Lou Storey the Storyteller
Updated: Dec 17, 2019
By Margaret Goddard
This studio interview is part of the new series "Studio Spotlights." These profiles were born out of curiosity about what goes on behind the scenes at our artist members' studios. We look at the tools they're using, the objects they keep around for inspiration, and their current projects.
Lou Storey is a psychotherapist who explores theories, stories, and treatment methods through art. We visited his studio in Long Branch to see his process and hear about the inspiration behind his work. For him, making art always relates to childhood, to pleasure, and to playing, even when the issues he is confronting are complicated.
We asked Storey about the connection between narrative and healing, elements that form the basis of his art. According to him, it is pretty much understood in the psychology field that the creative process is a healthy part of the psyche. Making art is putting yourself together in relation to the world. It is doing something, and “doing” is a crucial part of a patient’s recovery and therapy. Whether or not you make art for your own healing, it has that healing effect.
Why do you make art?
My earliest memories of art making are of using my fingers on mist-covered bathroom mirrors and rain-soaked windows to draw faces, landscapes, and imaginary beasts; and of diligently forming mud pies and miniature twig villages in my backyard. The process of making art gives me a feeling of joy and a sense of purpose, the likes of which I cannot seem to match in any other part of my life.
How does your medium influence the art you make?
I am drawn to the visual-tactile sensation of dimensional shapes and tend to delight in high key colors used in patterned repetition (I can get transfixed by wallpaper, which is why I can’t have it in my house) so in that regard my medium dictates what I produce in the studio. Resin molds can be used over and over again producing the same shape every time.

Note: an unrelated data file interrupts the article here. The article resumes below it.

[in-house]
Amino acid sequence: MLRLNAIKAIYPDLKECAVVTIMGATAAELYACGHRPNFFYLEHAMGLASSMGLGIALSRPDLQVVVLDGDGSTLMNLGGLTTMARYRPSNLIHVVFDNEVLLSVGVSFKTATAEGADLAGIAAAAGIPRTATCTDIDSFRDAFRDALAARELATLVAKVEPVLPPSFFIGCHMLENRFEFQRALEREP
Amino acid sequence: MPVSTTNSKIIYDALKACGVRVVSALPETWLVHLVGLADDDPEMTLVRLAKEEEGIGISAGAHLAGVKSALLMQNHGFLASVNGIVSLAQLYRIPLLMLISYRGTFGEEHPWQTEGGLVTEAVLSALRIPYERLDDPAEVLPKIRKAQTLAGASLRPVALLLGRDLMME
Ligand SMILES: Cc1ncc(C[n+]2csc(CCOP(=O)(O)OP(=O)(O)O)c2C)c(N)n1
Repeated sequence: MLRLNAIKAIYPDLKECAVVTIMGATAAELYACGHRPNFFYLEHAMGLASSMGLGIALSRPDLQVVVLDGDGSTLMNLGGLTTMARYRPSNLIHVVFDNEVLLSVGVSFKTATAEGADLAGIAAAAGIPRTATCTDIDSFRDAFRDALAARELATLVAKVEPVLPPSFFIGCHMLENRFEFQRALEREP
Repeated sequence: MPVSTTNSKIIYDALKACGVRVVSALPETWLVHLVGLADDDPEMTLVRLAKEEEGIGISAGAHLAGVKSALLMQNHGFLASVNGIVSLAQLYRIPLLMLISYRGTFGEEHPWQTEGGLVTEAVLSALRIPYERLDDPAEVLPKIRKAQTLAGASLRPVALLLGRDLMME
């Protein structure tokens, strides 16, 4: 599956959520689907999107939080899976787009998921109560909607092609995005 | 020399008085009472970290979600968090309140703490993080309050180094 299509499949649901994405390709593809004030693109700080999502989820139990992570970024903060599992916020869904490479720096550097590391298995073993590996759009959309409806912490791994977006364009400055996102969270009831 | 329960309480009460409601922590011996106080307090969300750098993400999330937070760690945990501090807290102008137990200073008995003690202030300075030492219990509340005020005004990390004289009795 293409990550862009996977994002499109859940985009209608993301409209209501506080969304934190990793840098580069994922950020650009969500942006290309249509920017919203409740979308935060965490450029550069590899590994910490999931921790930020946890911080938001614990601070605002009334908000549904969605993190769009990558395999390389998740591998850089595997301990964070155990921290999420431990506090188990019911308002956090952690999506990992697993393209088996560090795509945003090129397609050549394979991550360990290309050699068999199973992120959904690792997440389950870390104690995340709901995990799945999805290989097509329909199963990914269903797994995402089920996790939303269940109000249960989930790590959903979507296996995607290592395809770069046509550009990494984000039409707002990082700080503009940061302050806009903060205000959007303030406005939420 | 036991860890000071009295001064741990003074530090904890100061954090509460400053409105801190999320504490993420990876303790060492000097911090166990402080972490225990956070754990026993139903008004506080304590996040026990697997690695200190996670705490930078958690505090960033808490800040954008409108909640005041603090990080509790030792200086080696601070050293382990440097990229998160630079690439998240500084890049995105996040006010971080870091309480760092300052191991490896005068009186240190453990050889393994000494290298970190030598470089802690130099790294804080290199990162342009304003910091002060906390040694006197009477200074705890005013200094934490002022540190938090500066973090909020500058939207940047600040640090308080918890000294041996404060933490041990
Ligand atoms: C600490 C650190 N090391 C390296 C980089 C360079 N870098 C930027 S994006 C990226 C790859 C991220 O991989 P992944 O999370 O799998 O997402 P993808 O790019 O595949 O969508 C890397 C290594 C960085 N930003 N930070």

Where do you find or look for inspiration?
Inspiration for my art-making is directly connected to whatever the focus may be in my life. If I am learning new psychological theories in my practice as a therapist, my paintings will reflect those constructs. If my pets (dogs, cats, chickens) are being particularly charming or a pain, that’s what ends up on my canvas. My art becomes a kind of visual diary. I can look at past series of work and know exactly what was going on in my life and in my head at that time.
What do you wear to the studio?
I was recently in a documentary where I was filmed working in my studio. “Wear what you’d normally wear,” they said, so I did. Later when I saw myself on the big screen, I was a bit taken aback seeing what a mess my paint-splattered dark blue jumpsuit actually looks like. Until that moment I’d never seen myself in it. I look a little ridiculous, but, since I always end up covered in paint, it will have to remain my studio uniform.
Do you work in silence or with music or the radio on?
I tend to prefer silence if I am in the early stages of creating in the studio, while conversely preferring music if I am well into the later stages of finishing an artwork. I’ve tried talk radio, but I find myself putting down the paintbrush and just listening, especially in cases where the topic is compelling or surprising, so I’ve banned talk radio from the studio.
What have you been thinking about/obsessing over recently?